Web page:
01 November 2005

Budo Principles


What are Budo Principles?

As stated in the previous post. Principles are different than values and ethics.

Values and ethics are based on principles. Principles must meet several criteria:

1. They are universal in nature. They apply to everyone regardless of intent of action or thought.
2. They are unchanging and have stood the test of time and the "laws of nature" apply.
3. They are non-judgemental and objective in nature.




Here's an example:

Principle: Killing someone prevents them from living and experiencing life.
Value: I value my life and others value theirs, therefore, killing is harmful in most circumstances.
Ethics: Do not kill someone, unless it is absolutely necessary.

In Budo arts such as aikido, you hear the phrase "Principles of Aikido". Most of what I have read, though on "principles of budo, or aikido, are mores, values, or ethics that are not core principles. Often it is confusing. For example, one might say the "principle of aikido is harmony and the peaceful resolution of conflict". That is a postive and worthwhile statement, but it is not a principle, but a value statement based on a principle.

So, what are the principles of budo that are universal to all persons on earth?
.
1. Conflict results when two opposing values or priorities collide concerning the same principle.
2. Conflict results unhappiness.
3. The resolution of conflict results in happiness.
5. Harmony is the point of statis between competing values values.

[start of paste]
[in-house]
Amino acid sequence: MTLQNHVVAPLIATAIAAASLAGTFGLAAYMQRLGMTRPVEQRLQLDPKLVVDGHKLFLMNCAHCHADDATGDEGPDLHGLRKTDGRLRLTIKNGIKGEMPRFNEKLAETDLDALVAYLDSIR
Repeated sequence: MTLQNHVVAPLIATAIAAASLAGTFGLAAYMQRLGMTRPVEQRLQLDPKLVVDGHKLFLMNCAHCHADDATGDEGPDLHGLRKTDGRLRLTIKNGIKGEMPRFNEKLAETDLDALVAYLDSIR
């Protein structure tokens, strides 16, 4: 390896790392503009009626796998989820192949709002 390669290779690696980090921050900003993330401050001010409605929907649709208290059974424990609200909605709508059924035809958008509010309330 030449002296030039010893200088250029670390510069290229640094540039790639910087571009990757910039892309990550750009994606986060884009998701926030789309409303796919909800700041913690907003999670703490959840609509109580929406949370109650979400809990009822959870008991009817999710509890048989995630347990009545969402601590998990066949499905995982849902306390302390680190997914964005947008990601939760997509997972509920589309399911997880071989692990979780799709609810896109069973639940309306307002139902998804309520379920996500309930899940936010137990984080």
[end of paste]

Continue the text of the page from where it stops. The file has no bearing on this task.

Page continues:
5. People are happy or peaceful when the have harmony.

Budo is based on these principles with the key assumption that people (you) want to be happy or at peace with themselves. Happiness is a universal value for most people, relgions, and societies. Most modern societies recognize it as the simple, and basic right. In the United States it is the basis for our constitution "life, liberty, and the pursuit of happiness".

Happiness is non-dogmatic in nature, and thus, the study of budo can be studied by all reqgardless of religion or personal beliefs. As O'Sensei, Morhiteu Ueshiba said, "The Art of Peace that I practice has room for each of the world's eight million gods, and I cooperate with them all. The God of Peace is very great and enjoins all that is divine and enlightened in every land." ("The Art of Peace" Translated by John Stevens).

So, why Budo as a methodology for achieving peace and happiness? Isn't it an oxymoron to practice such violent arts as karate, aikido, and judo in order to achieve peace? Doesn't Yoga, Buddhism, relgions, and other Comtemplative Types of Meditation practices have this as their common principles? Yes! Remember the principles are universal!

Why Budo?

That is another discussion! You must discuss beliefs, values, mores, and philosophies in order to answer this question.

1 Comments:

At 19:57, Blogger Lee said...

Very interesting. I hope you will continue and discuss why budo.

 

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